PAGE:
I posted while ago on launching in low tides. The idea was close attention to sail trim. The common mistake is to over-sheet the main leaving the dock, and even with full centerboard you'll drift sideways into the Cal Adventures dock.
Here I want to talk about docking in low tide.
There are several problems. One is recognizing that it's low tide. It's easy going out with a "fresh" boat (you push the centerboard/rudder down and feel the mud, so you bring it up a few inches). But coming back you have to recognize and plan it. My rule of thumb for Bahias is that a tide of under +2.0 means you have to raise the centerboard and/or rudder. Plan for it, and raise both on the way in. When it's all the way down, the centerboard is about a foot lower than the rudder fully down, so you can adjust the two differently. In very low tides, the rudder will be just below the water, horizontal. It will work, but it will be very hard to use, and hard to turn quickly. Also, the stress on the rudder when it's parallel to the water surface is in a direction it's not designed for. So it's best to limit the amount of time you sail with the rudder in that position.
You will find that the boat handles differently with the centerboard up (or raised above the normal, fully down position). An important thing in docking is that the pivot point of the boat is farther aft, which means that where the boat actually turns in the water will also be farther aft.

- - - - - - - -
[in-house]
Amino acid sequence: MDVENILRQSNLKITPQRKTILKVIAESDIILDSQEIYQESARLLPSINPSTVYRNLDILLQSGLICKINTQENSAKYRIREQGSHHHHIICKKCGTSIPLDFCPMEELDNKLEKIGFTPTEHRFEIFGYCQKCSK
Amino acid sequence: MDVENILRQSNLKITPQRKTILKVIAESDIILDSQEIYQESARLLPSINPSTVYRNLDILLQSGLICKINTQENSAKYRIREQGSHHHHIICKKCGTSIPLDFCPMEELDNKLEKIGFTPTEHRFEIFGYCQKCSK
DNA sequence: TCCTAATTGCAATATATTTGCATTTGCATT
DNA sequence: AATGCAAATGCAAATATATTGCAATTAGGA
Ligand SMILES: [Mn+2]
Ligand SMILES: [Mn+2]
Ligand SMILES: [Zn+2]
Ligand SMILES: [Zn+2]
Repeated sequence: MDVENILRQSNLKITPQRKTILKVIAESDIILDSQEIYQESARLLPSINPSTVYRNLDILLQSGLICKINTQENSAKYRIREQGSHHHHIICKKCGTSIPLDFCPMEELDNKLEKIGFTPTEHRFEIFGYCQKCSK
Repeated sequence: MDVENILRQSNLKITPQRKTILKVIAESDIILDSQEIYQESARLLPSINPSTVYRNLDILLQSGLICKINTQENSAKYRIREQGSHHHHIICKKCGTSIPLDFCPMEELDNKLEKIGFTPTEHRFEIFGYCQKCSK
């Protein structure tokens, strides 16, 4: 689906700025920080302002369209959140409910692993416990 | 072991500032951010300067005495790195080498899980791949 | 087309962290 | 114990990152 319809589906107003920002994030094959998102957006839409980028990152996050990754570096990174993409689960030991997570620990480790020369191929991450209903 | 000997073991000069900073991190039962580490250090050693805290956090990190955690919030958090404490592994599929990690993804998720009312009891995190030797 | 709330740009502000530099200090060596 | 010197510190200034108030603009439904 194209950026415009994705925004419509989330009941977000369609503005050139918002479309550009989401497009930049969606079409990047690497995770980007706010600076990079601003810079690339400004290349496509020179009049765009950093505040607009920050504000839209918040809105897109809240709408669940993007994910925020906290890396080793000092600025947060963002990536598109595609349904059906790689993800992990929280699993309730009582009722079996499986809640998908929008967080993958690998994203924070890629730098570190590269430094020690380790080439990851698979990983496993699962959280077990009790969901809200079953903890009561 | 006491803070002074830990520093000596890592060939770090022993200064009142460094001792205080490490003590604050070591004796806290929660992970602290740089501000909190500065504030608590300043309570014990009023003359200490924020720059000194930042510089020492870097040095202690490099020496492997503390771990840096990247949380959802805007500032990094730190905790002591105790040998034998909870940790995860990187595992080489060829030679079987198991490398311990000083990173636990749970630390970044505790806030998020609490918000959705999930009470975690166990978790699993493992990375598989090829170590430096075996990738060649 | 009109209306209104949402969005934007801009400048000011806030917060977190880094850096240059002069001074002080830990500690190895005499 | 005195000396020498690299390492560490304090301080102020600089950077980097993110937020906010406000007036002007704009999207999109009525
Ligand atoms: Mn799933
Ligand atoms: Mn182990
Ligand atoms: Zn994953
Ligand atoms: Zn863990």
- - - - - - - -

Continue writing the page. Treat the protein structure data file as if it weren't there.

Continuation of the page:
The dock approach will be different in low tides. You can't use the standard "come in on a beam reach and slow sail to the dock". Your leeway with the centerboard up will be too much. Even if you aim for the south end of the dock, you'll be lucky not to hit the sea-wall (painful personal lesson here).
You can simulate this by docking in normal tides with the centerboard up (I recommend this exercise). I did this a few weeks ago, and discovered that the best approach is to go as far upwind as you can, then sail downwind aiming at the south end of the dock, and doing a quick U-turn into the dock a boat-length or so away from it (the specifics will depend on the wind, but here's a diagram).
The idea is to turn into the wind to stop the boat and (if necessary) to quickly turn up or down the dock to further bleed off speed (you have to make the right choice here, right in a northerly wind, left in a southerly wind - left is better if you're uncertain). Carry more speed than you think necessary. You can bleed off excess speed with the quick turn at the end, but if you can't make the dock, you're toast - hop off into the mud.
Another lesson here. What to do it you miss it completely. You get within a couple of feet of the dock, but can't get closer. You try to accelerate (as you would in slow sailing), but you don't get closer to the dock but closer to the seawall. Unless you're really good, you won't be able to tack without a centerboard a low speed. So gybe away, get out of the dock area, get the centerboard down, head way upwind, and try it again. Missed approach, as pilots say. No big deal.